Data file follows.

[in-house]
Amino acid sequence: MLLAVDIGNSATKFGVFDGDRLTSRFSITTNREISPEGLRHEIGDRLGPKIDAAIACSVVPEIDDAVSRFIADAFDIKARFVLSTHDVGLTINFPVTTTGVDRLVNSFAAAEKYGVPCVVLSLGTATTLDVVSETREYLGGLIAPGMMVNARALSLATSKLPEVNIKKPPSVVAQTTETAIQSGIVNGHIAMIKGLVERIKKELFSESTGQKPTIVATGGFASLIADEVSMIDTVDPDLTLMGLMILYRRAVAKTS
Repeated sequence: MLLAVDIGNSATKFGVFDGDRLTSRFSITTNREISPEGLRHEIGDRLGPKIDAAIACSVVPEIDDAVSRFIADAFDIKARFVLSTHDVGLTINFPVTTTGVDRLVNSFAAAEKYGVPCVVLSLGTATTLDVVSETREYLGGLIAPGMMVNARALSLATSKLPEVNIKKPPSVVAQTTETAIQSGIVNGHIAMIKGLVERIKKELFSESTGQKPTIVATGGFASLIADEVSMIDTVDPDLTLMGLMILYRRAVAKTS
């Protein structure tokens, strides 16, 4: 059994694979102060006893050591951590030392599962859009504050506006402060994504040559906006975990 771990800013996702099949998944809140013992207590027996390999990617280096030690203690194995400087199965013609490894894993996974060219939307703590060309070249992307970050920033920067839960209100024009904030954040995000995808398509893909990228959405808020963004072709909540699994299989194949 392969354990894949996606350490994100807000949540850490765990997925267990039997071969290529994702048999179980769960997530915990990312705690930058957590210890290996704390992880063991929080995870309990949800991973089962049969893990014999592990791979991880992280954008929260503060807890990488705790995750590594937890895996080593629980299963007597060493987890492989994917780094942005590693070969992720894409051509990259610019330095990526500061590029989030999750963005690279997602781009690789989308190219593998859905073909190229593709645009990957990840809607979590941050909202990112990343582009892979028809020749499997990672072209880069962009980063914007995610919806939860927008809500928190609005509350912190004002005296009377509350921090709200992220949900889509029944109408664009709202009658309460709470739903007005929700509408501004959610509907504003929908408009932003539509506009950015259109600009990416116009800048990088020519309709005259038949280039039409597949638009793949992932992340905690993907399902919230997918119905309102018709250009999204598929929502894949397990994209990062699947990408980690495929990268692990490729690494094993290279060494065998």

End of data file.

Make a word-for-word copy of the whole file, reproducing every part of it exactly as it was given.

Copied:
[in-house]
Amino acid sequence: MLLAVDIGNSATKFGVFDGDRLTSRFSITTNREISPEGLRHEIGDRLGPKIDAAIACSVVPEIDDAVSRFIADAFDIKARFVLSTHDVGLTINFPVTTTGVDRLVNSFAAAEKYGVPCVVLSLGTATTLDVVSETREYLGGLIAPGMMVNARALSLATSKLPEVNIKKPPSVVAQTTETAIQSGIVNGHIAMIKGLVERIKKELFSESTGQKPTIVATGGFASLIADEVSMIDTVDPDLTLMGLMILYRRAVAKTS
Repeated sequence: MLLAVDIGNSATKFGVFDGDRLTSRFSITTNREISPEGLRHEIGDRLGPKIDAAIACSVVPEIDDAVSRFIADAFDIKARFVLSTHDVGLTINFPVTTTGVDRLVNSFAAAEKYGVPCVVLSLGTATTLDVVSETREYLGGLIAPGMMVNARALSLATSKLPEVNIKKPPSVVAQTTETAIQSGIVNGHIAMIKGLVERIKKELFSESTGQKPTIVATGGFASLIADEVSMIDTVDPDLTLMGLMILYRRAVAKTS
């Protein structure tokens, strides 16, 4: 059994694979102060006893050591951590030392599962859009504050506006402060994504040559906006975990 771990800013996702099949998944809140013992207590027996390999990617280096030690203690194995400087199965013609490894894993996974060219939307703590060309070249992307970050920033920067839960209100024009904030954040995000995808398509893909990228959405808020963004072709909540699994299989194949 392969354990894949996606350490994100807000949540850490765990997925267990039997071969290529994702048999179980769960997530915990990312705690930058957590210890290996704390992880063991929080995870309990949800991973089962049969893990014999592990791979991880992280954008929260503060807890990488705790995750590594937890895996080593629980299963007597060493987890492989994917780094942005590693070969992720894409051509990259610019330095990526500061590029989030999750963005690279997602781009690789989308190219593998859905073909190229593709645009990957990840809607979590941050909202990112990343582009892979028809020749499997990672072209880069962009980063914007995610919806939860927008809500928190609005509350912190004002005296009377509350921090709200992220949900889509029944109408664009709202009658309460709470739903007005929700509408501004959610509907504003929908408009932003539509506009950015259109600009990416116009800048990088020519309709005259038949280039039409597949638009793949992932992340905690993907399902919230997918119905309102018709250009999204598929929502894949397990994209990062699947990408980690495929990268692990490729690494094993290279060494065998």